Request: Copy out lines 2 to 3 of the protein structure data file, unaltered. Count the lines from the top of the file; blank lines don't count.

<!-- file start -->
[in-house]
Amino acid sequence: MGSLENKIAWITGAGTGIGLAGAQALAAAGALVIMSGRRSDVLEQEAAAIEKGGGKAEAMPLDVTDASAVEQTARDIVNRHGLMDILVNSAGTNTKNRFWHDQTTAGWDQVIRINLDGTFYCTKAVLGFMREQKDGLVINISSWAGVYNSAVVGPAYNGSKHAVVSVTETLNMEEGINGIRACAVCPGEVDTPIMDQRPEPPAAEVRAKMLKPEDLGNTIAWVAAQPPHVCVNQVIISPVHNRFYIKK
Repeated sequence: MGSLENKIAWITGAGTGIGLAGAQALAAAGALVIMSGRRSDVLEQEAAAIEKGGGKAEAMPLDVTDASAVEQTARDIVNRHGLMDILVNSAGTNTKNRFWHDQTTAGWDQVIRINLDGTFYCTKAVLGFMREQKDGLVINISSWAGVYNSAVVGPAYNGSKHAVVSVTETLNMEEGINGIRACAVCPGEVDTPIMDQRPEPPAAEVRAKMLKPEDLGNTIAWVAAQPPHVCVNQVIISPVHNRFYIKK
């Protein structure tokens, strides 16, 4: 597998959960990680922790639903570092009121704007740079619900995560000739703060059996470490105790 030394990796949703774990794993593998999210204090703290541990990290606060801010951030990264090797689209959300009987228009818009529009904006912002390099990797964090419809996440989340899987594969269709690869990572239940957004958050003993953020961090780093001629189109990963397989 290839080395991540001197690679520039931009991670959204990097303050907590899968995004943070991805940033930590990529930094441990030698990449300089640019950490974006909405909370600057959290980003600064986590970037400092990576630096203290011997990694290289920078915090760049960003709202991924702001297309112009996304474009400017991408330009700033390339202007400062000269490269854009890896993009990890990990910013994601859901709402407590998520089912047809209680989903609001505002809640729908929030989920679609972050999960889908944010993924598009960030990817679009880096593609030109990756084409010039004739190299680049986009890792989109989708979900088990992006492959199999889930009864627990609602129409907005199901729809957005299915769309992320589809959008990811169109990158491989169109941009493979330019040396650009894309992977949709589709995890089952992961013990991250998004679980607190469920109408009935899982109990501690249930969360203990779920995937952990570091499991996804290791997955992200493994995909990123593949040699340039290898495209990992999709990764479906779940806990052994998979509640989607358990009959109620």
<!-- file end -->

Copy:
Amino acid sequence: MGSLENKIAWITGAGTGIGLAGAQALAAAGALVIMSGRRSDVLEQEAAAIEKGGGKAEAMPLDVTDASAVEQTARDIVNRHGLMDILVNSAGTNTKNRFWHDQTTAGWDQVIRINLDGTFYCTKAVLGFMREQKDGLVINISSWAGVYNSAVVGPAYNGSKHAVVSVTETLNMEEGINGIRACAVCPGEVDTPIMDQRPEPPAAEVRAKMLKPEDLGNTIAWVAAQPPHVCVNQVIISPVHNRFYIKK
Repeated sequence: MGSLENKIAWITGAGTGIGLAGAQALAAAGALVIMSGRRSDVLEQEAAAIEKGGGKAEAMPLDVTDASAVEQTARDIVNRHGLMDILVNSAGTNTKNRFWHDQTTAGWDQVIRINLDGTFYCTKAVLGFMREQKDGLVINISSWAGVYNSAVVGPAYNGSKHAVVSVTETLNMEEGINGIRACAVCPGEVDTPIMDQRPEPPAAEVRAKMLKPEDLGNTIAWVAAQPPHVCVNQVIISPVHNRFYIKK